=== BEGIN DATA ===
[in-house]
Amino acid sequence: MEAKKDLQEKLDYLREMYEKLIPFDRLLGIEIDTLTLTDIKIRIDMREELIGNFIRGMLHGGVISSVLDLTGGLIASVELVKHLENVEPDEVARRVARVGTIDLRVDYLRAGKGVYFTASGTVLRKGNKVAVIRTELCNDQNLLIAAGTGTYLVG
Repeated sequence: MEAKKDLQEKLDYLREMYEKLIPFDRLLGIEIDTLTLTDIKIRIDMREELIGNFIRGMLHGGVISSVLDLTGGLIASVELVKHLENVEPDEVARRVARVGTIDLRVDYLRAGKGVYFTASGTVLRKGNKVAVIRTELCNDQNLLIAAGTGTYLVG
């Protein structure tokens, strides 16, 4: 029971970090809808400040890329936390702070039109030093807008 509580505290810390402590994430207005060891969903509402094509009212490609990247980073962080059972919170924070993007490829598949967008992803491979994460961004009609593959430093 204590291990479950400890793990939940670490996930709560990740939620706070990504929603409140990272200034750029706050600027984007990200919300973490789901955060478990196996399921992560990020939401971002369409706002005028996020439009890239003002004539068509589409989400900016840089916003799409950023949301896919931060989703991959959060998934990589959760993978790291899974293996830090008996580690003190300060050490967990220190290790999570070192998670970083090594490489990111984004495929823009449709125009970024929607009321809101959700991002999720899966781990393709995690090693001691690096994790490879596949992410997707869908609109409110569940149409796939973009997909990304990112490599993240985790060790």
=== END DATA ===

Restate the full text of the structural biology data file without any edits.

[in-house]
Amino acid sequence: MEAKKDLQEKLDYLREMYEKLIPFDRLLGIEIDTLTLTDIKIRIDMREELIGNFIRGMLHGGVISSVLDLTGGLIASVELVKHLENVEPDEVARRVARVGTIDLRVDYLRAGKGVYFTASGTVLRKGNKVAVIRTELCNDQNLLIAAGTGTYLVG
Repeated sequence: MEAKKDLQEKLDYLREMYEKLIPFDRLLGIEIDTLTLTDIKIRIDMREELIGNFIRGMLHGGVISSVLDLTGGLIASVELVKHLENVEPDEVARRVARVGTIDLRVDYLRAGKGVYFTASGTVLRKGNKVAVIRTELCNDQNLLIAAGTGTYLVG
């Protein structure tokens, strides 16, 4: 029971970090809808400040890329936390702070039109030093807008 509580505290810390402590994430207005060891969903509402094509009212490609990247980073962080059972919170924070993007490829598949967008992803491979994460961004009609593959430093 204590291990479950400890793990939940670490996930709560990740939620706070990504929603409140990272200034750029706050600027984007990200919300973490789901955060478990196996399921992560990020939401971002369409706002005028996020439009890239003002004539068509589409989400900016840089916003799409950023949301896919931060989703991959959060998934990589959760993978790291899974293996830090008996580690003190300060050490967990220190290790999570070192998670970083090594490489990111984004495929823009449709125009970024929607009321809101959700991002999720899966781990393709995690090693001691690096994790490879596949992410997707869908609109409110569940149409796939973009997909990304990112490599993240985790060790």